If would be a hard task to find a musician as talented as Béla Fleck. A good place to look would be his performance at Red Rocks on May 30, where Fleck is slated to perform with The Flecktones in celebration of their thirty years as a band. Also in tow will be Fleck’s very talented wife, Abigail Washburn, as well as longtime Fleck collaborators Jerry Douglas and Sam Bush.

We caught up with Fleck to talk about what the journey to this point in his career has been like and what to expect at the festival-like lineup coming up at Red Rocks.

303 Magazine: You are returning to Red Rocks and are bringing a gaggle of friends and family. How often would you say you have shared the stage with the likes of your wife, (Abigail Washburn) Sam Bush and Jerry Douglas? What can you say about collaborating after all these years?

Béla Fleck: I’ve logged many happy shows with all of these folks but never with all of these folks together, not to mention the dang symphony!

I think Sam sat in once on an Abby/Béla show in Kentucky. And Sam and Jerry have played with the Flecktones at various jams throughout the years. But this one is truly epic.

303: Do you have a favorite memory performing in Colorado? 

BF: I’ve had so many wonderful gigs in Colorado starting with New Grass Revival in the early ’80s. Telluride has always been a highlight, and more recently I’ve enjoyed a sweet relationship in Denver with the symphony. It seems like folks really get me in Colorado.
303: Even though you are not from Colorado, your contribution to the bluegrass community makes you an honorary member of the scene. How does performing at Red Rocks and with the likes of the Colorado Symphony compare to your many performances around the world?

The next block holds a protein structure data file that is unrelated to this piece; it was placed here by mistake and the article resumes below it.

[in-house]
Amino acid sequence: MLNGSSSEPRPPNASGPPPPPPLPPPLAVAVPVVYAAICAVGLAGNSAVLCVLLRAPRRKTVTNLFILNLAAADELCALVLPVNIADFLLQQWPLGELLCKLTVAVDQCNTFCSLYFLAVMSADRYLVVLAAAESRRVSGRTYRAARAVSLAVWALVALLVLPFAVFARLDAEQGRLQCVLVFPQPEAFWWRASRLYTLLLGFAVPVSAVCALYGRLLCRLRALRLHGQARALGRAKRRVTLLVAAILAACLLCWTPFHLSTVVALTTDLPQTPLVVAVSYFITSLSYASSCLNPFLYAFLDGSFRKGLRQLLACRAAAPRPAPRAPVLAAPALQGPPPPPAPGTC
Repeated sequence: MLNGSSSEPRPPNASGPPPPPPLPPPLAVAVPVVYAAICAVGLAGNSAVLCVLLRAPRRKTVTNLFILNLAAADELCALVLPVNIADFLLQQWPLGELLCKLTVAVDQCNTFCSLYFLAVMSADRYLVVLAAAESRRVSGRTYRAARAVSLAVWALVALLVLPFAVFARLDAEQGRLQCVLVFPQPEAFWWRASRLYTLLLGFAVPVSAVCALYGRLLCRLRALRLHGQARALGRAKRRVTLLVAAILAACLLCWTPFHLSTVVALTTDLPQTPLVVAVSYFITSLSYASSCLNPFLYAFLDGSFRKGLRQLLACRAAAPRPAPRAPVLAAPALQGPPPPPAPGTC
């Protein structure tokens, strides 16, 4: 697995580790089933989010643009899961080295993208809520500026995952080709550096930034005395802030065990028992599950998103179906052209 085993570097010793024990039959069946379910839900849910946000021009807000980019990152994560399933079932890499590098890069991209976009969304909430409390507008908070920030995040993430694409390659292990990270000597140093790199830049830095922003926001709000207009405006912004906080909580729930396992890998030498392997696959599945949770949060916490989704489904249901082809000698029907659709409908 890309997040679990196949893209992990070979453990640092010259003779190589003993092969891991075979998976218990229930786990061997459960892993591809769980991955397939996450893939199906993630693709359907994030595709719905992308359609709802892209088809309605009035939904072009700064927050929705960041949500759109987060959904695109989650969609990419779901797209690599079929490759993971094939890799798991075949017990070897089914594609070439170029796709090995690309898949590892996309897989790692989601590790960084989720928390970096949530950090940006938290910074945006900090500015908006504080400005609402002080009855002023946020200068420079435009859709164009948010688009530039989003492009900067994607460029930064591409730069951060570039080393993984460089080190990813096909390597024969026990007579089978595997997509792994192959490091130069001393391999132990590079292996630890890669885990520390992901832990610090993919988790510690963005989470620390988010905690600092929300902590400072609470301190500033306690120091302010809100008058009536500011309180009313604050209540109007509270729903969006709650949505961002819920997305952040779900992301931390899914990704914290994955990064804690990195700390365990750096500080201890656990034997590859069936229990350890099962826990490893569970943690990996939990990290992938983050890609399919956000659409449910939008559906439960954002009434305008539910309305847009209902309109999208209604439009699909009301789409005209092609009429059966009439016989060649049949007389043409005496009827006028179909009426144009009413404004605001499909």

BF: Love Colorado, please let me come back!

303: 2019 marks a 30th-year celebration for The Flecktones. How would you compare the creative process from then to now? What changed for the better, and what do you look back at fondly?

BF: I’m thrilled that we still love each other, and certainly still love to play together. Back when this crazy ride started it was hard to see how far it could go.

There are ways that we complete each other; we are each somewhat defined by this group, no matter how many other special things we each get to do. In recent years we’ve enjoyed playing our catalog and have not attempted to create new material constantly, the way we did for so many years.
It takes a self-imposed pressure out of things, and we get to celebrate our musical bond and enjoy what we’ve managed to create. It feels right for now, amidst all the other things we all do. Every time we reconvene, we have made it a brief Flecktone party, played for a few weeks a year as a special event.

303: The May 30th show will be your first festival. What inspired the event? What are you most looking forward to? 

BF: I guess you could call it a Béla festival, although it hadn’t occurred to me [un]til you mentioned it.
The symphony was the catalyst for this event, they invited me to collaborate with them at Red Rocks and grow it into something unique. I thought the Symphony with Flecktones would be quite an event on its own, but they encouraged me to open it up even more, and I’m very thankful that so many of my worlds can come together in this one magnificent place.
303: Being nominated for more Grammy categories than any other instrumental musician to date, how do you keep your goals fresh and focused? Are such accolades part of your vision or do they simply serve as positive reinforcement to your ultimate goal of creating well-received music?
BF: Way back I had some kind of wish list of things I’d like to accomplish. Then they started to all happen, and I had nothing left on the list. I’ve had to redefine my goals several times. Nowadays I feel fortunate to continue to play idealistic music that I love, and I’m thankful to have an audience that enjoys what I do so I can keep on with it.

This interview has been condensed and edited. You can check out Béla Fleck’s music here and get tickets to the Red Rocks show here

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